Each of the many different types of knives demands different considerations from the artisans that make them. Blacksmith, Mr. Hayao Doi of Sakai Takayuki Edged Tool, which draws on more than 600 years of tradition in the Sakaiuchi style of craftsmanship, says, “When changing the size and the type of the metal (materials) to match the type and size of the knife you are making, there is the right temperature and the right time for each one. It is therefore crucial that the blacksmith is able to trust their instincts to find just the right temperature inside the forge.”

Becoming a fully fledged knife artisan requires training and countless hours of experience. Training involves watching yourmaster closely and attempting to recreate their technique until you get it right. “It’s hard to say at what stage you become a fully fledged knife artisan, but I would say it generally takes around five to ten years to be called a proper craftsman,” says Mr. Doi. “Of course, it takes many more years of training and hard work to become recognised as a truly first-class craftsman after that.”

TREASURABLE BLADES MADE WITH CARE

You need to look no further than one store in Sydney to find knives painstakingly hand-crafted by artisans of the Sakai Takayuki Edged Tools brand. Selling knives and whetstones of the highest quality from Japan, Knives and Stones is the perfect place for those seeking professional wares, offering a wide range of Japanese knives and whetstones for professionals and home cooks alike. These high-quality Japanese knives are well loved by the chefs of popular restaurants in Sydney. Why not make a lifelong companion by making one of these priceless blades your very own?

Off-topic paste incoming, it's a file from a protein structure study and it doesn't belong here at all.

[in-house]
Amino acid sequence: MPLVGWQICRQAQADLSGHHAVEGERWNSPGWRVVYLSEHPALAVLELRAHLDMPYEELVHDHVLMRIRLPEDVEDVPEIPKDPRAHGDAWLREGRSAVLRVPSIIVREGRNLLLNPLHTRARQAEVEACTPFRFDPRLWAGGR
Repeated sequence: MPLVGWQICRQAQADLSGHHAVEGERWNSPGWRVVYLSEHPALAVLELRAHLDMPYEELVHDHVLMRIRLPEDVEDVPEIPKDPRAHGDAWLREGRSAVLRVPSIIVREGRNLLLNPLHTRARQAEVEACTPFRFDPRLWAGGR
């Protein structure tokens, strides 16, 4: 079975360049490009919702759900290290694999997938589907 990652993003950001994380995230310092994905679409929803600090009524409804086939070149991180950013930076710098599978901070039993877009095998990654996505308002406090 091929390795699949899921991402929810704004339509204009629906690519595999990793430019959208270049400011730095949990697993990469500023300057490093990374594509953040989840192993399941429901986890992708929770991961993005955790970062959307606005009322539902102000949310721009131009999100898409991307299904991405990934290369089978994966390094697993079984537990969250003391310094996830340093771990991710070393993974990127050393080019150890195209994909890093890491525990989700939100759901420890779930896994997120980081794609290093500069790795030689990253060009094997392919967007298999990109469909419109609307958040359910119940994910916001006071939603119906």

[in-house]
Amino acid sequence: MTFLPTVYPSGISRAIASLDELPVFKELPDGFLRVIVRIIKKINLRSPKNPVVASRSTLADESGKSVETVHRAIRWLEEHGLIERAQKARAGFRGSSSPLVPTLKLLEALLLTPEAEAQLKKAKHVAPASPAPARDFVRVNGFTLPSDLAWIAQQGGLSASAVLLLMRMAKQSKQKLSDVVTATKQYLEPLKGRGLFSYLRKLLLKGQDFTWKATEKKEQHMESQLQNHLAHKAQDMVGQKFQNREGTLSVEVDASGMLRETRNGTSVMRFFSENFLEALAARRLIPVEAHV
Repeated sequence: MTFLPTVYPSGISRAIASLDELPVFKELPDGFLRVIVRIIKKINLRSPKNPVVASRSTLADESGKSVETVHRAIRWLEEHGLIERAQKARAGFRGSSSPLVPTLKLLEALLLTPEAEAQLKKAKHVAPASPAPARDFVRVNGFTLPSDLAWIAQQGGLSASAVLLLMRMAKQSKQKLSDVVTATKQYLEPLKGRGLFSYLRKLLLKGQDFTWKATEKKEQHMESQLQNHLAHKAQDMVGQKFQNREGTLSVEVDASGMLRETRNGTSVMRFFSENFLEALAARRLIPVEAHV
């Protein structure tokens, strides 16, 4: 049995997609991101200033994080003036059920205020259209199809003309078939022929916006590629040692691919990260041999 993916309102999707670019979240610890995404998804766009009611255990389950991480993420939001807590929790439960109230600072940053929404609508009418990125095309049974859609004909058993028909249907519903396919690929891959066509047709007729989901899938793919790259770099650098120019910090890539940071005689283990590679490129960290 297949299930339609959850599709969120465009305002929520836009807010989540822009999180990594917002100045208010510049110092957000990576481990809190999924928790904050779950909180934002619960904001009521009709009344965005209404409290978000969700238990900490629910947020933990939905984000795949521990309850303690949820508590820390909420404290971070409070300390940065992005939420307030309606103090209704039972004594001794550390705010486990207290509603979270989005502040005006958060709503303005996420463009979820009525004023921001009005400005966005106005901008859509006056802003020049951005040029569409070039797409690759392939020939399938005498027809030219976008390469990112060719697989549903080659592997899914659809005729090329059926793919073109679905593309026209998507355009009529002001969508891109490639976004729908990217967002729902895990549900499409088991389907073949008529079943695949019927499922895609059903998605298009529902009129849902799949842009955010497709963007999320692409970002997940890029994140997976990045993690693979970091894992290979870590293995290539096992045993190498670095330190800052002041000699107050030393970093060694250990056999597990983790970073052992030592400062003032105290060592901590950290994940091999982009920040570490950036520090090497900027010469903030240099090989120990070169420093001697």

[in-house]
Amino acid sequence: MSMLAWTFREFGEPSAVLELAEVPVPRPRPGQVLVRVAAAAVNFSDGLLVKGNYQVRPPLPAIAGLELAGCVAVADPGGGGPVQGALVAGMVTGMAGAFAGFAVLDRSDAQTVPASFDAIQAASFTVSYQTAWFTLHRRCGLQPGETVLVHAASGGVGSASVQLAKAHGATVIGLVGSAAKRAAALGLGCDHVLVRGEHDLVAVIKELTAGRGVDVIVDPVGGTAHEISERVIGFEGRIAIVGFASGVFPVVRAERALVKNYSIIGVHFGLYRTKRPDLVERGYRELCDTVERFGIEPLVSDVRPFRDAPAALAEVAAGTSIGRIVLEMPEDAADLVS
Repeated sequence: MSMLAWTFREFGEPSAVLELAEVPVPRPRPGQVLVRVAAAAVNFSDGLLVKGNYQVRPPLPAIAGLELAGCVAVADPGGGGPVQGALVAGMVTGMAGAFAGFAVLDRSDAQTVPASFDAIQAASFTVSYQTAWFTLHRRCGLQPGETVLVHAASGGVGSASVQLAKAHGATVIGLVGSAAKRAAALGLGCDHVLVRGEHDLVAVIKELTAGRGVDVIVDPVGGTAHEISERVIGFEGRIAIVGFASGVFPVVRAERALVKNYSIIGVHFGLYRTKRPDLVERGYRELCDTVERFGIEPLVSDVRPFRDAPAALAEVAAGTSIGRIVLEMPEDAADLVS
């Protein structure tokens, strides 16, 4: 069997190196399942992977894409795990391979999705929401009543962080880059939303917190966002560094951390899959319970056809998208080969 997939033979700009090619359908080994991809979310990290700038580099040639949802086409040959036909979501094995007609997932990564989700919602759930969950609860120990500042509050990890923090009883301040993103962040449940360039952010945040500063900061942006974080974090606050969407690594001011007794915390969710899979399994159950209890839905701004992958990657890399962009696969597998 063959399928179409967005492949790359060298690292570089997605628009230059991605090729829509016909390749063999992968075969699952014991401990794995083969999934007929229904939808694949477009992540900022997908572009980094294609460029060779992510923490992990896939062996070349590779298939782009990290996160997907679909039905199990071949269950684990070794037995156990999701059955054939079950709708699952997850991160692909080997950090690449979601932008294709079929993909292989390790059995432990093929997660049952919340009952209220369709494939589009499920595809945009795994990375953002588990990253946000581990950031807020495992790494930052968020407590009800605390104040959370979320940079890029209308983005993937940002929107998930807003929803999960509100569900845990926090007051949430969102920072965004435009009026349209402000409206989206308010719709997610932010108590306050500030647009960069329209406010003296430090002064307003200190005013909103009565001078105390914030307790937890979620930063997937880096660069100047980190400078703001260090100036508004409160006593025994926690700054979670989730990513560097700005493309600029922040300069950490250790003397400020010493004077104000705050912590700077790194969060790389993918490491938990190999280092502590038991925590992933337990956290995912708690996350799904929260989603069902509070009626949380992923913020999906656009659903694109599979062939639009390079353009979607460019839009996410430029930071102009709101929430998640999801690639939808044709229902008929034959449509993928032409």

knife

Japan’s Unique Tea Culture

Japan’s Unique Tea Culture

In Japan, tea is enjoyed both alongside food or while relaxing on a full stomach after a meal, and also to quench the thirst. It is something that fills a very familiar place in the lives of the Japanese yet presents a world that is as deep as your will to explore it.

cha

THE JAPANESE IDEAL OF HOSPITALITY

A cup of tea offers an opportunity to relax and to enjoy a moment’s respite. The casual invitation, “Let’s have a cup of tea, shall we?” is both an attractive one, and exemplifies the essential role that tea plays in the Japanese ideal of hospitality. Tea first made its way over to Japan from China along with Buddhism. There, it developed into a unique style of its own focusing on hospitality that drew on influences of Zen philosophy. Taking great care to prepare for one’s guests and valuing the time spent together is both the basic stance and ultimate goal of hospitality. The way of tea is a cultural tradition of Japan based around matcha and later evolved into sencha tea ceremonies in the Edo period and beyond. The etiquette and attitude espoused by the tea ceremony also play a role in day-today life, and have made their way into Japanese society as a whole.